Word of mouth is the most powerful of all the marketing tools, that’s why referral is so important. Plus, the result of a implementing a notable business is you have in turn tuned your business to run at optimal levels of performance.  When this happens “a prospect is presold by a happy customer, the process of making a deal and deciding on a price is a pretty short one”- Referral Engine by John Jantsch

Second, it’s okay to express to customers you welcome referrals. In fact, you should build a system of processes into your business.  This is actually a good litmus test in confirming whether or not the products/services that a business provides is worth recommending.  Why?  Because if the business owner does not have the faith to do so then why would anyone else.  Make some changes if necessary.

We'll elaborate on referral techniques in a later post, because there is so much a business can do to generate referrals.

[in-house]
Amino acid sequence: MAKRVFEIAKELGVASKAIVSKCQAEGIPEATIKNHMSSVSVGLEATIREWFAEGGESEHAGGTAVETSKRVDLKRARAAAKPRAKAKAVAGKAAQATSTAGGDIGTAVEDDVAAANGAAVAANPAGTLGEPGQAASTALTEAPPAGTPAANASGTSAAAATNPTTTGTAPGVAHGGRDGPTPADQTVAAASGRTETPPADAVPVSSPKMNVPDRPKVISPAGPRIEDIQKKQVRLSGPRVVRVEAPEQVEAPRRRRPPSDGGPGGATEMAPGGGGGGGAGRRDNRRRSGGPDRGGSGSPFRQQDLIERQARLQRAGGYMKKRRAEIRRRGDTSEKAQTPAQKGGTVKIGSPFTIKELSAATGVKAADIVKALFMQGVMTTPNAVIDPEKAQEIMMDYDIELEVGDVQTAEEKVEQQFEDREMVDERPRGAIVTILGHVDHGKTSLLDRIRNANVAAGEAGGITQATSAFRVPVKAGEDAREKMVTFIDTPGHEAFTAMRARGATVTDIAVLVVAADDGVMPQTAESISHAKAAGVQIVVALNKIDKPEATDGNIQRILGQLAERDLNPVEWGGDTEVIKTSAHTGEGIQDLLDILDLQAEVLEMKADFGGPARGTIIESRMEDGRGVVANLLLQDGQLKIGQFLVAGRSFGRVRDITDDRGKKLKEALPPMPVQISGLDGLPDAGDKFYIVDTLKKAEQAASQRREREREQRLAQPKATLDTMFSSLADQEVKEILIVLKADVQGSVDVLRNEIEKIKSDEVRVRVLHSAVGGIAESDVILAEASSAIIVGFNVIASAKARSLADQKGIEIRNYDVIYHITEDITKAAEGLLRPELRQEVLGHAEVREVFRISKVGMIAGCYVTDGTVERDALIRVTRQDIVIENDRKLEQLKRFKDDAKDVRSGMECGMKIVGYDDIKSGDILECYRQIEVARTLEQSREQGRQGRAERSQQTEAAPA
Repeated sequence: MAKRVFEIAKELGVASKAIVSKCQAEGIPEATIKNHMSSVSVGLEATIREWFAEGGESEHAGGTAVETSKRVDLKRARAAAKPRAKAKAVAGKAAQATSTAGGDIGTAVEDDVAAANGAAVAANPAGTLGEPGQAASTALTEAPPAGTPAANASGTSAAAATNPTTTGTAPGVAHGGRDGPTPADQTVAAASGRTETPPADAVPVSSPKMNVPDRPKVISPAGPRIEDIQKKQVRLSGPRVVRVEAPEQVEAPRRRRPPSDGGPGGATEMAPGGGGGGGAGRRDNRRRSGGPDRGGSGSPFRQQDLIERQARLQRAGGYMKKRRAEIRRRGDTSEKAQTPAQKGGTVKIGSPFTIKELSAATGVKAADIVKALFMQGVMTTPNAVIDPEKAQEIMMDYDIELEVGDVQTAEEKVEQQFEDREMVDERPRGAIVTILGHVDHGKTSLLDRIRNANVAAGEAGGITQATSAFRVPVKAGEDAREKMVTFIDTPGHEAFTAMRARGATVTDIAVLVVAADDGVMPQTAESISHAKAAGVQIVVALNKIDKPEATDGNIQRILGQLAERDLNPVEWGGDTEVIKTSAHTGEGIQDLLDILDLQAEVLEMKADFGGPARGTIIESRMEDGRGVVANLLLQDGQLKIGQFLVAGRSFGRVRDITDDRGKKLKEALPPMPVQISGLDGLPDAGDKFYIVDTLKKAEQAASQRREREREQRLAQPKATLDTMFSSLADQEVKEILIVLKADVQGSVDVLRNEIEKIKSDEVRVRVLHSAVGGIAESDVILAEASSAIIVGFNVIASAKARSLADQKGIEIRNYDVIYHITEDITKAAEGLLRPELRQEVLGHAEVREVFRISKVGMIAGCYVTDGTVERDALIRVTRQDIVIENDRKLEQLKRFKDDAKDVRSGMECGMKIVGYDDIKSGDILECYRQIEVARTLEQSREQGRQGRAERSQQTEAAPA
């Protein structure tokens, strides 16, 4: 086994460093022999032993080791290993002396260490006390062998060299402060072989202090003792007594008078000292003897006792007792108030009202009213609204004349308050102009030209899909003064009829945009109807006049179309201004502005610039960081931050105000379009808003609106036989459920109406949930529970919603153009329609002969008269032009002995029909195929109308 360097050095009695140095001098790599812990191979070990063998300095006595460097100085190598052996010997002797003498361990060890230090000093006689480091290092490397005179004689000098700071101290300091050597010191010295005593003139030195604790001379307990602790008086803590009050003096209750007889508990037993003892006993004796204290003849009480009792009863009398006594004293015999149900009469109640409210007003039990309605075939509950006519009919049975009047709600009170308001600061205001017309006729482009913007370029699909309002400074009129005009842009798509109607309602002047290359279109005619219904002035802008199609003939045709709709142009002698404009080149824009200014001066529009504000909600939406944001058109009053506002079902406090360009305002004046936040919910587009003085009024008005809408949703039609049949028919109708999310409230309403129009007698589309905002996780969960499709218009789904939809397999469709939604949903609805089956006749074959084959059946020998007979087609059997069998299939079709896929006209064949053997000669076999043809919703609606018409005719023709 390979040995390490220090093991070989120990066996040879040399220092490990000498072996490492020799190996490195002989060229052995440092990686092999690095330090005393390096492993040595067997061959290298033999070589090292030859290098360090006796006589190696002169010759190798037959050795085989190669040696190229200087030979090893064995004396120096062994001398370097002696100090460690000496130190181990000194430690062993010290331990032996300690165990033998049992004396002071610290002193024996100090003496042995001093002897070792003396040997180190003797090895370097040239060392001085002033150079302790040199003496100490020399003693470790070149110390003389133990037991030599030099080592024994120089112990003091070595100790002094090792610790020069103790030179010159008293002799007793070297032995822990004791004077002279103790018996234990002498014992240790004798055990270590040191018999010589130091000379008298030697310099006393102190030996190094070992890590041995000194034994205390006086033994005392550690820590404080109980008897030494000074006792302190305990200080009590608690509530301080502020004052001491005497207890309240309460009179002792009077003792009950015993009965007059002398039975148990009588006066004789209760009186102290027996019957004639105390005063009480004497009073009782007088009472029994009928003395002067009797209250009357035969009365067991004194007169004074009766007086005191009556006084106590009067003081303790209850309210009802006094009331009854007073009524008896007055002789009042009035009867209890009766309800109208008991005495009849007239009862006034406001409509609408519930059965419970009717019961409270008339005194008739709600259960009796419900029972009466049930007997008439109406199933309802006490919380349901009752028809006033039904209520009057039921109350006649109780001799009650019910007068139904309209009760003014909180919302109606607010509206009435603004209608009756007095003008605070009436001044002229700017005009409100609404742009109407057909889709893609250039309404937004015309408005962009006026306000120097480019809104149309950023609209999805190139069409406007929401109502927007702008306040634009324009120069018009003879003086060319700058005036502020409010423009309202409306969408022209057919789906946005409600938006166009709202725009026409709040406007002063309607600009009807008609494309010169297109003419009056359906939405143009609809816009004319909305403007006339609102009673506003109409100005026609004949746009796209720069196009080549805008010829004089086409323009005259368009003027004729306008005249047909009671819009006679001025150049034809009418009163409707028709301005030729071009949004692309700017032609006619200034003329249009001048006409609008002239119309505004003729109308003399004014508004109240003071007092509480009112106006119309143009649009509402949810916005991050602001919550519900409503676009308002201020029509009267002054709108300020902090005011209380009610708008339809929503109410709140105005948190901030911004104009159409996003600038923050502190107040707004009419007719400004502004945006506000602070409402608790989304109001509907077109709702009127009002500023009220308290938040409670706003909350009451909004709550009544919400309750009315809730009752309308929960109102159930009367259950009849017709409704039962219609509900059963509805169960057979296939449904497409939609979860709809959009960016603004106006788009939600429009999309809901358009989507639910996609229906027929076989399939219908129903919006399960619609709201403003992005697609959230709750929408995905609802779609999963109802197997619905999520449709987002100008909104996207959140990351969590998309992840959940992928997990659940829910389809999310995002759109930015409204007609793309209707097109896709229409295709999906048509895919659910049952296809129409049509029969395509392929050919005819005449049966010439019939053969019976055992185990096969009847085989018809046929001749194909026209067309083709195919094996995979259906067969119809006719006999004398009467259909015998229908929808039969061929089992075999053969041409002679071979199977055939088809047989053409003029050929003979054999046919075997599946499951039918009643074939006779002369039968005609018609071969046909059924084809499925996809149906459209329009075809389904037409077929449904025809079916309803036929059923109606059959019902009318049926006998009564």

Practically free marketing tactics your small business should start doing, like now.  Hey, sit back down, you haven’t read any of the tips yet.  These are the quickest, dirtiest, most dangerous and downright cheapest marketing tactics money can (or can’t, depending on how you look at it) buy.  You must read this unabridged version of the Internet (click here) to completely comprehend the tips I explain below.  It’s requisite.  Or you can know nothing about marketing at all and do just fine.  Read at your own risk.  Enjoy at your anxiousness.  But really, the concepts outlined here take little more than an investment of your own time. Can’t beat that.
  • Permission Marketing (E-mail): Ask each customer for his or her e-mail to build a list for an e-mail marketing campaign. Do not to sell the list to Nigerian spammers. Send a periodic newsletter with offers, coupons, news or helpful hints, but try to be more educational than anything. Newsletters could also just include a recycled blog post from the week. If you keep track of your customers with a simple database (Excel is excellent for this), detailing what services they utilize, frequency of use, what purchases they’ve made, or models they own, et cetera, then it’s possible to cater certain messages and offers to a specific segments of customers.